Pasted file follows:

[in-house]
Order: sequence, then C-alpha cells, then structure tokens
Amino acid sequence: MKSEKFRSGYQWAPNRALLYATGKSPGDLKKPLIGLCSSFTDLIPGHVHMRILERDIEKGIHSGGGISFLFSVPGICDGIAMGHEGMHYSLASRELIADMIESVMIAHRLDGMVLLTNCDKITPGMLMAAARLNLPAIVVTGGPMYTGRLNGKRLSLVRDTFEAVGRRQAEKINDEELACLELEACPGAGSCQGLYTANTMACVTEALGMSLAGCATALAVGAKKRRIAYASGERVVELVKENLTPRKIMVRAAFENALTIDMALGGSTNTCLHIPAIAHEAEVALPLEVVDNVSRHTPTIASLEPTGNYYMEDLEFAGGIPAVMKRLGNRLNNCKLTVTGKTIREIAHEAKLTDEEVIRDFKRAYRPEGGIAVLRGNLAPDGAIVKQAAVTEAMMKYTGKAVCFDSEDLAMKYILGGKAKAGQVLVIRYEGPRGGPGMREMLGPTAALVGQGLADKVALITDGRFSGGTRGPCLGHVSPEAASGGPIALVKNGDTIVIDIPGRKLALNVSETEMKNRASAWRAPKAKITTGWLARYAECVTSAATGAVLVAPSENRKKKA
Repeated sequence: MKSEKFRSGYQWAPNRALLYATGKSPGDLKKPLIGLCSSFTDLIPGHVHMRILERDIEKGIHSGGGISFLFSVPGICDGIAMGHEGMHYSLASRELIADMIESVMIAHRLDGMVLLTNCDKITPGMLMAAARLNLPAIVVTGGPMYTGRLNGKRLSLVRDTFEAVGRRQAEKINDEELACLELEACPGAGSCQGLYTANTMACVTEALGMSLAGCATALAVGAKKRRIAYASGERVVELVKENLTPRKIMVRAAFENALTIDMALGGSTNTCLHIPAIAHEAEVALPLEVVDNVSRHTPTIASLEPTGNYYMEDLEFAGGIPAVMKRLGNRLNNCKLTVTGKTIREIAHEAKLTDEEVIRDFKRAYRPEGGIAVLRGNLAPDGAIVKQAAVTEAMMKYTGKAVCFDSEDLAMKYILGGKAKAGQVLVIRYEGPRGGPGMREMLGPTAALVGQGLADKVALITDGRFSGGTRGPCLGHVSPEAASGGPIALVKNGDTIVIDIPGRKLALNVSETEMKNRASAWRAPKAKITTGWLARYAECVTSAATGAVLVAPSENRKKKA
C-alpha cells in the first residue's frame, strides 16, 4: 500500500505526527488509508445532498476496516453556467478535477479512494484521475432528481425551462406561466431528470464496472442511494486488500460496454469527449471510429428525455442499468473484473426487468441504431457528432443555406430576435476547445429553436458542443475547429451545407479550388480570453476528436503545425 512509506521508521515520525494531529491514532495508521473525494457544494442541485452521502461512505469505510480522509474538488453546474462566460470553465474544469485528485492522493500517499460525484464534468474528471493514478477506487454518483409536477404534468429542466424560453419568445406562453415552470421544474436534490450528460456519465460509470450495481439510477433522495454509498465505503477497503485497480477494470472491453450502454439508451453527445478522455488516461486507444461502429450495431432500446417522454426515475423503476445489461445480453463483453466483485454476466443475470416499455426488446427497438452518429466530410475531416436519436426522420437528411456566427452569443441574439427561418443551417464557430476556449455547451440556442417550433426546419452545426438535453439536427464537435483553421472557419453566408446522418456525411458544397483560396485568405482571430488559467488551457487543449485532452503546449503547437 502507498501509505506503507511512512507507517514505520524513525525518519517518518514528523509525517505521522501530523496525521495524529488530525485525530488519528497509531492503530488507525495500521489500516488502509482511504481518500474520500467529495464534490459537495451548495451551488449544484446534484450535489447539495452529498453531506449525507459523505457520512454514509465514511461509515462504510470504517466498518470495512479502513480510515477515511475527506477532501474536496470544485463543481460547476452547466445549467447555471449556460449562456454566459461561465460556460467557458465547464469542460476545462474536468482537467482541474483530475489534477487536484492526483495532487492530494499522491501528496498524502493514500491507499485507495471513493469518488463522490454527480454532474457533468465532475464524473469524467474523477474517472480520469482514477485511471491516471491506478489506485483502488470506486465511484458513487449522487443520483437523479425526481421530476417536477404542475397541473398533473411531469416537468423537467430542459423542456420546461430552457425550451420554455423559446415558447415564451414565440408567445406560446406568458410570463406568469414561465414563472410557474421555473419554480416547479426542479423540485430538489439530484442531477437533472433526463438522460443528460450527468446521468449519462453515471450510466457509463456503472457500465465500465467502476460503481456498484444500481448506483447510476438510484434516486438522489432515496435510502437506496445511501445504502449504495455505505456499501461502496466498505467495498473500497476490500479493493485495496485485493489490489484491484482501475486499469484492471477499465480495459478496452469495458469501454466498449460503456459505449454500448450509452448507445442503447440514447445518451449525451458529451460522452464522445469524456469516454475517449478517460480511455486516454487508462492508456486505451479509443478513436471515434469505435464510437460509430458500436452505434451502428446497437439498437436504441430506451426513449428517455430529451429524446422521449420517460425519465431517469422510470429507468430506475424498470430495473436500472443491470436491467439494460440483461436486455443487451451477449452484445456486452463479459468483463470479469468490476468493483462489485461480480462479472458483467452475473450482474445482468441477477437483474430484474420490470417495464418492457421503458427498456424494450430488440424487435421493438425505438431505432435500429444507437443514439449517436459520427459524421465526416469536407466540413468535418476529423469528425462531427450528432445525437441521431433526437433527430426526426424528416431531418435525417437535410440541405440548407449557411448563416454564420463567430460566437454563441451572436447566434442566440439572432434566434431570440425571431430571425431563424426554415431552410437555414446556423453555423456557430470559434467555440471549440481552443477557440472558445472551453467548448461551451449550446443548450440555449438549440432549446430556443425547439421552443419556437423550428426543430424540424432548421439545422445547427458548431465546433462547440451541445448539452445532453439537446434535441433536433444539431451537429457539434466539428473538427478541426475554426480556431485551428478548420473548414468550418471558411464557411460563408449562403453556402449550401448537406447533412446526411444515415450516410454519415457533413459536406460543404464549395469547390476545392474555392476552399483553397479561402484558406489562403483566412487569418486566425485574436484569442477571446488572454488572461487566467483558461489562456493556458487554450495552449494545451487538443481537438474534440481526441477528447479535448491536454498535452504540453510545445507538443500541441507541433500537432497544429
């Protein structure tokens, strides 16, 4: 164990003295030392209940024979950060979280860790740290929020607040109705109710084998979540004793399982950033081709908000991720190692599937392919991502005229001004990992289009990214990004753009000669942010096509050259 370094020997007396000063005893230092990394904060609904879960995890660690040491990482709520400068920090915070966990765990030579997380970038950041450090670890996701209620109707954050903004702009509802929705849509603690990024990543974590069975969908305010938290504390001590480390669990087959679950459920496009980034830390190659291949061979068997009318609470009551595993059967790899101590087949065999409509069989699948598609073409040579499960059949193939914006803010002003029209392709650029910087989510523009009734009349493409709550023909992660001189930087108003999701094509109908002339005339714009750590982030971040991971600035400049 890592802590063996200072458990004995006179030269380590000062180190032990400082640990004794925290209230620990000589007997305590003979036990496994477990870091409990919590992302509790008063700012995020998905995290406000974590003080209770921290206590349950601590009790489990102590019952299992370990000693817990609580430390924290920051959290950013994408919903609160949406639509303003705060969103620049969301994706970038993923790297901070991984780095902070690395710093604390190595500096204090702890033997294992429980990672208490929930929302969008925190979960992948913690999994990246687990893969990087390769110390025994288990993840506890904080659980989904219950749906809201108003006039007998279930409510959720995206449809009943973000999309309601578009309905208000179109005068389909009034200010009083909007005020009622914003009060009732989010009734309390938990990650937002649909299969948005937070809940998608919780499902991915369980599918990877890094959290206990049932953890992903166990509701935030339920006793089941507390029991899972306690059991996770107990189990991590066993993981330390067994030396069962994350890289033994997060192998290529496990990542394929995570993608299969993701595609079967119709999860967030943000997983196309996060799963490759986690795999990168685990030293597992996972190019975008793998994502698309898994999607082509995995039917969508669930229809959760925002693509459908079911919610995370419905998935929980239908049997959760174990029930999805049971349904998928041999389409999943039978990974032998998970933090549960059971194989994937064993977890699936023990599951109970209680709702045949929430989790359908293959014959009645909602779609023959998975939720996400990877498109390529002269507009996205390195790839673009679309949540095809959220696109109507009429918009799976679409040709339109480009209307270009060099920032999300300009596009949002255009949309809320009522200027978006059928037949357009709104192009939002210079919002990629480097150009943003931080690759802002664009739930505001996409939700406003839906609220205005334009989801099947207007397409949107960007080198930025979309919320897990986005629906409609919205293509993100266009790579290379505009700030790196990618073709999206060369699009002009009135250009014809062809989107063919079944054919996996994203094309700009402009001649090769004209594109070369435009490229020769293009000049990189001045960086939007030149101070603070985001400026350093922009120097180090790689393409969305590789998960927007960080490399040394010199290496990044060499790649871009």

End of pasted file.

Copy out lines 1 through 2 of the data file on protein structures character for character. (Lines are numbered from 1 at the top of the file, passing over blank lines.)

[in-house]
Order: sequence, then C-alpha cells, then structure tokens